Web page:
Someone Else's Farm

August 30, 2010

Week 10, with a rant

Filed under: pickup — Tags: , , , , , , , , — M @ 13:20 PM

What I picked up on Thursday (in the car, which did get home in time after all):

  • Green beans: a small bagful, about the same amount as the yellow beans from the last couple of weeks.
  • Cucumbers: one.
  • Purple eggplant: nope. Nor any other color of eggplant, either. Too bad, because I like eggplant.
  • Red kale: yes. Sigh. It’s already been washed, wilted, and frozen so we don’t have to think about it for a while. The same thing happened to last week’s kale.
  • Red leaf lettuce: a head.
  • Bunching onions: a lunchbagful. They weren’t very bunched.
  • Antohi and jalapeno peppers: nope. Neither. No peppers whatsoever.
  • Zucchini squash: a dinged-up baseball bat. Maybe it was used to bash up the tomatoes?
  • Heirloom tomatoes: three, none of which were in great shape. All the tomatoes we got looked rather bruised, as though they’d been bounced on the ground, or the container had been shaken. And one of them had a weird whitish top half that was much firmer than the rest of the tomato. By Friday morning, one was starting to turn black in the scar left behind where the stem had been. By Sunday, two of them had areas of rot and were attracting fruit flies, so I tossed them. The remaining one seems to be doing OK for now.
  • And, to make up for the stuff we didn’t get but were supposed to, maybe: some other greens that appear to be arugula-like.

The incident with the tomatoes reminds me of the last time I shopped at a market in Paris, several years ago. When you buy produce in a French market, the vendor will typically ask you when you plan to eat it. And then, the vendor will choose the items for you, based on your answer. If you plan to eat the tomatoes that very day, you’ll get tomatoes that will be extraordinarily juicy and ripe…and that are over the hill after 24 hours. If, however, you don’t think you’ll get to the tomatoes until the next day, you’ll get tomatoes that are a little bit more firm, but will be ready when you’re ready for them. Which gets to my point: it seems like some (nay, most!) of the produce we’ve been getting is all teetering on the edge of almost overripe when it gets to us on Thursday evening. Which is great if we’re going to eat it all that very night, but that never happens. In fact, most of the time, Thursday night we’ve already got other plans for dinner, and those plans don’t necessarily involve anything we pick up that day. The tomatoes we’ve been getting of late are definitely of the “must eat immediately” variety. Any chard wilts by Saturday morning at the latest, no matter how carefully we treat it. (The two consistent exceptions to the “must eat now” seem to be onions and green/yellow beans, which hold well in the refrigerator.)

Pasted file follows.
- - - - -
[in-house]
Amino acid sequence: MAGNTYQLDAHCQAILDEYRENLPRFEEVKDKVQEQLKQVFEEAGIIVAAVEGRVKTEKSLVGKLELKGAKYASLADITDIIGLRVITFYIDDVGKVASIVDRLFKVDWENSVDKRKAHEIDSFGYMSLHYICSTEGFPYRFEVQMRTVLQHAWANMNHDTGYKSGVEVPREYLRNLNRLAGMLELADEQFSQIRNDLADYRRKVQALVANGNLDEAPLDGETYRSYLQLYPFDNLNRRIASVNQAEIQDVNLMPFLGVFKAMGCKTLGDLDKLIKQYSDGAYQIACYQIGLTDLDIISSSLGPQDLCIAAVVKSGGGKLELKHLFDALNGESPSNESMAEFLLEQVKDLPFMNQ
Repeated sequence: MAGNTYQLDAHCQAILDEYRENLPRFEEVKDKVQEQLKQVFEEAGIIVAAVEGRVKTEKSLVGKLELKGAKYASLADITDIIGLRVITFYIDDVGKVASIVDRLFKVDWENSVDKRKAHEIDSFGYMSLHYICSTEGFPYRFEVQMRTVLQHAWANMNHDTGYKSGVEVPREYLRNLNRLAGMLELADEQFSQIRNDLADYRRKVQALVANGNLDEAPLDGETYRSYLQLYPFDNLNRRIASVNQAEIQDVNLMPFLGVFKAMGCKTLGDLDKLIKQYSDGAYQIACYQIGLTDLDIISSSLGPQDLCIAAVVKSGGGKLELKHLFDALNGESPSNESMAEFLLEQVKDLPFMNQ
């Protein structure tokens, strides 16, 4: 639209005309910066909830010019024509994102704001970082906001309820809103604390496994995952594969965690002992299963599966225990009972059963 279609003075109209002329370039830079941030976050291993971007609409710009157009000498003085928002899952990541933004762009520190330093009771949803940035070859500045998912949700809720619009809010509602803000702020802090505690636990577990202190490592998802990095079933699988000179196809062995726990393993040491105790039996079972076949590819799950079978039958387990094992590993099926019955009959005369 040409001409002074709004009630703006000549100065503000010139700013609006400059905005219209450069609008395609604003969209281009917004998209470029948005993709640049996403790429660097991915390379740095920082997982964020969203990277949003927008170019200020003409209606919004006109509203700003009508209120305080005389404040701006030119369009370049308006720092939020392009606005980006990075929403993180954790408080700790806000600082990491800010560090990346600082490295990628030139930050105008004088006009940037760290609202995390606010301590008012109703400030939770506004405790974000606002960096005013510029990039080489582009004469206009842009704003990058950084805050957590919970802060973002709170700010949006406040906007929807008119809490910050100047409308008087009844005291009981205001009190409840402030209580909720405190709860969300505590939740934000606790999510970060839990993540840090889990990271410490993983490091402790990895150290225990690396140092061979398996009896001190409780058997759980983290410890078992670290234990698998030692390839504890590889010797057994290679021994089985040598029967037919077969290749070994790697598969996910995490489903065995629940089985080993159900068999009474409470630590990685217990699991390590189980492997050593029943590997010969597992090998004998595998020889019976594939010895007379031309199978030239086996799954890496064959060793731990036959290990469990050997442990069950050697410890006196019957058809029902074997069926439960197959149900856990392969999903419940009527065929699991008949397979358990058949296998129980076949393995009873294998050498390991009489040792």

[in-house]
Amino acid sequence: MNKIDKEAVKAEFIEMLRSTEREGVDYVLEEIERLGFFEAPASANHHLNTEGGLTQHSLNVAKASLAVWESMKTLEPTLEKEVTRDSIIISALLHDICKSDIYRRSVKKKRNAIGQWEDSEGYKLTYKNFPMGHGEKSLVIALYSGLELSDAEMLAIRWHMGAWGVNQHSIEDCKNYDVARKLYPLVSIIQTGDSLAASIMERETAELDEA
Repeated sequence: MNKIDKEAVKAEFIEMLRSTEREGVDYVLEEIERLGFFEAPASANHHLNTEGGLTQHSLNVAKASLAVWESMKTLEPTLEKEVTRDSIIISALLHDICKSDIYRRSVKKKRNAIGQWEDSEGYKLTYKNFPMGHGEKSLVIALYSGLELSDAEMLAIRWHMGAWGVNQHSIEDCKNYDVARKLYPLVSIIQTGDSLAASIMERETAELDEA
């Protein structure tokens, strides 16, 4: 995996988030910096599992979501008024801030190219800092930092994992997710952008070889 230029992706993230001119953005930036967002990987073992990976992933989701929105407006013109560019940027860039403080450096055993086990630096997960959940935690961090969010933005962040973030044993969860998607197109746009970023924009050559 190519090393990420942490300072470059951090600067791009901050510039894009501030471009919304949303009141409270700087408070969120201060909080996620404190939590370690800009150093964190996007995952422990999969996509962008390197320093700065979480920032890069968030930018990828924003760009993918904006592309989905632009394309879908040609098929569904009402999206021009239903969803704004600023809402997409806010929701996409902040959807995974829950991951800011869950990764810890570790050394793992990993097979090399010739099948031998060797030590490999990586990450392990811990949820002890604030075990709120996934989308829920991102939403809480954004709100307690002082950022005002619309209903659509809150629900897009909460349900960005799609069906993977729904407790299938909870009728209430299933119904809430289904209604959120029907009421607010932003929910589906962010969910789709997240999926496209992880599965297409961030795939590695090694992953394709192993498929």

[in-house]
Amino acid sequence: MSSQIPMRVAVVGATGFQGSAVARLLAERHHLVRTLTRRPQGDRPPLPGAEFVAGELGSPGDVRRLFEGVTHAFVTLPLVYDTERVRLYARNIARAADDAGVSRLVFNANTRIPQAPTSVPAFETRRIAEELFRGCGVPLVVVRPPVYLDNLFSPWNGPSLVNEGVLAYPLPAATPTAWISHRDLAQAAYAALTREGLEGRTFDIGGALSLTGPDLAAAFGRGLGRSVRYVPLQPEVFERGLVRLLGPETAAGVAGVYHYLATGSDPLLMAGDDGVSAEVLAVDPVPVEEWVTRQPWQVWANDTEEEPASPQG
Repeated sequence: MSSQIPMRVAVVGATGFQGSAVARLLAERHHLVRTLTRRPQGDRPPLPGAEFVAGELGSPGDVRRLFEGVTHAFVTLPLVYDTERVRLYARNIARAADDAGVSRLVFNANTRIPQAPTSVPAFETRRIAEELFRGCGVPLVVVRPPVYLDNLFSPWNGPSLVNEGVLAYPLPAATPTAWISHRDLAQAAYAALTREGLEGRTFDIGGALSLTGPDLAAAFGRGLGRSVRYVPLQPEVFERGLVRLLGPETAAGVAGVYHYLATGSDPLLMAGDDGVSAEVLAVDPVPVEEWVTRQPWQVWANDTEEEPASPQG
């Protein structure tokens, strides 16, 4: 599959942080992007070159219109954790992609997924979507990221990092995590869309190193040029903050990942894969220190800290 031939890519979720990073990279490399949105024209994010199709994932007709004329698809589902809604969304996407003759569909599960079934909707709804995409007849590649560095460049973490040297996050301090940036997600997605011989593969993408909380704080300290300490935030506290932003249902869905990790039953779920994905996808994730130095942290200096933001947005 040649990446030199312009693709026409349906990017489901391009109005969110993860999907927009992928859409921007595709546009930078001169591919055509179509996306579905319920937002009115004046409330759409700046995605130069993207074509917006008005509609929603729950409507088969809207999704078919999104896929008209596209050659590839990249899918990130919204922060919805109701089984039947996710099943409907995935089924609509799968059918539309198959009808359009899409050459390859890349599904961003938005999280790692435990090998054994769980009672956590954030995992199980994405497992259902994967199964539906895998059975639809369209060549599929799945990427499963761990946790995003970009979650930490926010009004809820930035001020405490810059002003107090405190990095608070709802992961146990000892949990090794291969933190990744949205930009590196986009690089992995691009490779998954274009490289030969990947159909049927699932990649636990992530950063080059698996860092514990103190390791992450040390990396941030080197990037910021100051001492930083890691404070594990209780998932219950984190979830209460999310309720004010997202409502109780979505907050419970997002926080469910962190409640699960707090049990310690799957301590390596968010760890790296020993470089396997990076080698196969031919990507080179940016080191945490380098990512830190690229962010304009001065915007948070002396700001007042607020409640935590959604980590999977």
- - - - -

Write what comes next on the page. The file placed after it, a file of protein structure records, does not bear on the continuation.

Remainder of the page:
The problem, of course, is twofold. First, we get lots of produce that needs to be dealt with immediately. And second, if we do in fact deal with all that produce immediately, we don’t have much produce left for later in the week, but we hate to buy more, knowing that within a few days we’ll be flooded again.

What I wish: more of each week’s haul was specifically things that will keep reasonably well, so each week’s share actually lasts through a whole week.

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